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For nearly five decades, the American Academy of Nursing (Academy) has looked to the horizon in our efforts to advance health equity and champion wellness. At its core, the organization has invested in nursing knowledge by inducting thought leaders and change agents as Fellows. Over the years, the organization's vision to be a leading voice for change has been bolstered by the advent of initiatives that elevate the best work within the profession and maximize its public reach. These initiatives have become inseparable from the work of the Academy and serve as critical platforms for dissemination, impact, and influence. In 2019, the Academy formalized our description of these signature initiatives as innovation, leadership, and science: three essential components that drive toward the organization's mission and vision. Without nursing innovation, leadership, and science, the ability to transform health policy is incomplete.
Specifically, these programs are Edge Runners, the Institute for the Nursing Leadership (INL), and Council for the Advancement of Nursing Science (CANS). The Edge Runner program (originally, Raise the Voice: Edge Runners) is nearing a significant milestone, having advanced nurse-led design for 14 years. INL was established and launched six years ago. CANS has the longest standing history at the Academy and will celebrate its 20th anniversary of promoting nursing science this year. It is important to understand these programs’ pasts, their current work, and the opportunity that lies ahead. In my first three President's messages for Nursing Outlook, I will look at each of these programs and describe their immeasurable value to the Academy, the profession, and most importantly, the public.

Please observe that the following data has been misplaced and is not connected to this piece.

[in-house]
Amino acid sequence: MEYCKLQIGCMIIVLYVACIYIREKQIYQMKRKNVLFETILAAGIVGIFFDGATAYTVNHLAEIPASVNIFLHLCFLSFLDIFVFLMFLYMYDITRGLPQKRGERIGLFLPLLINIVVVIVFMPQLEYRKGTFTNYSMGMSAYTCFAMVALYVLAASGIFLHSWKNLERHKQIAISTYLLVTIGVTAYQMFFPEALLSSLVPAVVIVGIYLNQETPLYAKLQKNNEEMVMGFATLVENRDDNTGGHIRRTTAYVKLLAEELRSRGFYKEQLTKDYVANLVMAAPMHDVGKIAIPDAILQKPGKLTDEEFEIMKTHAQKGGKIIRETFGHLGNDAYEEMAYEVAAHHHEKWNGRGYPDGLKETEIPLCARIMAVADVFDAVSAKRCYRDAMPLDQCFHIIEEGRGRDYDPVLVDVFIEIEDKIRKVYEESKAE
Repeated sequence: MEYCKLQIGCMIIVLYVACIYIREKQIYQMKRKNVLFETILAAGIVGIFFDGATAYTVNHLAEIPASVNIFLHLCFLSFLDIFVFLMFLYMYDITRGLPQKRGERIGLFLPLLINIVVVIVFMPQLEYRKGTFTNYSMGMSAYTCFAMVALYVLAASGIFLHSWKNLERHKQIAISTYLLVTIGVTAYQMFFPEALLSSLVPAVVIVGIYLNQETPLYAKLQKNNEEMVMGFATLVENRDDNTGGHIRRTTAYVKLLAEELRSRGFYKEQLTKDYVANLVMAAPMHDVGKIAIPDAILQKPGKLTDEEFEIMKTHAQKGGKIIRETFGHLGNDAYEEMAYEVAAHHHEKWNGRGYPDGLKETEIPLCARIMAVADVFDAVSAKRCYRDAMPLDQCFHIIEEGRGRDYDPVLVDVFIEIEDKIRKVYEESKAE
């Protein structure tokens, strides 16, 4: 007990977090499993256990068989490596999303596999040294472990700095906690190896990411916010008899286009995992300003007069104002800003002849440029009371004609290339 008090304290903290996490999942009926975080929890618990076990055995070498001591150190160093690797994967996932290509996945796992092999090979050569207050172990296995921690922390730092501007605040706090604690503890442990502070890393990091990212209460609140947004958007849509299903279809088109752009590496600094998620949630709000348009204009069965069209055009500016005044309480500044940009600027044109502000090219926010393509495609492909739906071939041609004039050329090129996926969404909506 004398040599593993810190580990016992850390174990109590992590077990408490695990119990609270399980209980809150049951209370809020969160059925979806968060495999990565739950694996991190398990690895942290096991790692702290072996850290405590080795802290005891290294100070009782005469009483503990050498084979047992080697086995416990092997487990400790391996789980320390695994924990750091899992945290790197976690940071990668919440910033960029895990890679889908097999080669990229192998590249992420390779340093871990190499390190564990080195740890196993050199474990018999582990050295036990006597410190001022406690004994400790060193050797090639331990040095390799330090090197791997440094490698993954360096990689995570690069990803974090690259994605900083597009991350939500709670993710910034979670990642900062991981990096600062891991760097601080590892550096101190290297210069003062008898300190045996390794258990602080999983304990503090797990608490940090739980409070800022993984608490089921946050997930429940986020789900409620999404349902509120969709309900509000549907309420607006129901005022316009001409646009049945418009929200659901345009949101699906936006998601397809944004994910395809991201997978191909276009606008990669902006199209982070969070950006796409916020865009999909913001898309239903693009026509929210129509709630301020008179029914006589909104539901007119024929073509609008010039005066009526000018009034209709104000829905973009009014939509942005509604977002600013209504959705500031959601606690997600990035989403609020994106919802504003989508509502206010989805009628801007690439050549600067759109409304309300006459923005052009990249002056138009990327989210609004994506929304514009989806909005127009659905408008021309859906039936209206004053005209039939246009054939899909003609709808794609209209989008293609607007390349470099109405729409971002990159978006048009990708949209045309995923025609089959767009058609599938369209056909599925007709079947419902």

I begin with Edge Runners, a central component of my involvement in the Academy for a number of years. This program embodies risk and reward by recognizing those brave enough to try something new.
Innovation, at its most basic level, is the desire to solve a problem. When the American Academy of Nursing launched its Edge Runners program, the goal was to amplify the “rich examples of interventions, programs and projects that nurses have designedand used to integrate mental and physical care for patients, families and communities” (
). In reviewing Edge Runner applications for many years and consulting with nurse innovators, I am always struck by the formidable odds they overcame and by their perseverance in implementing these new models of care. These innovators saw the need for disruption and worked across disciplines, state lines, and sometimes bureaucracies to move their idea forward.
It is now our duty, as the stewards of this program, to disseminate the knowledge learned from these new models, to advance opportunities for future innovative thinking, and to gain consensus with the broader healthcare community so that all of our patients will have access to the highest quality care. Under my presidency, I will be reinvigorating Edge Runners and establishing a renewed National Advisory Council.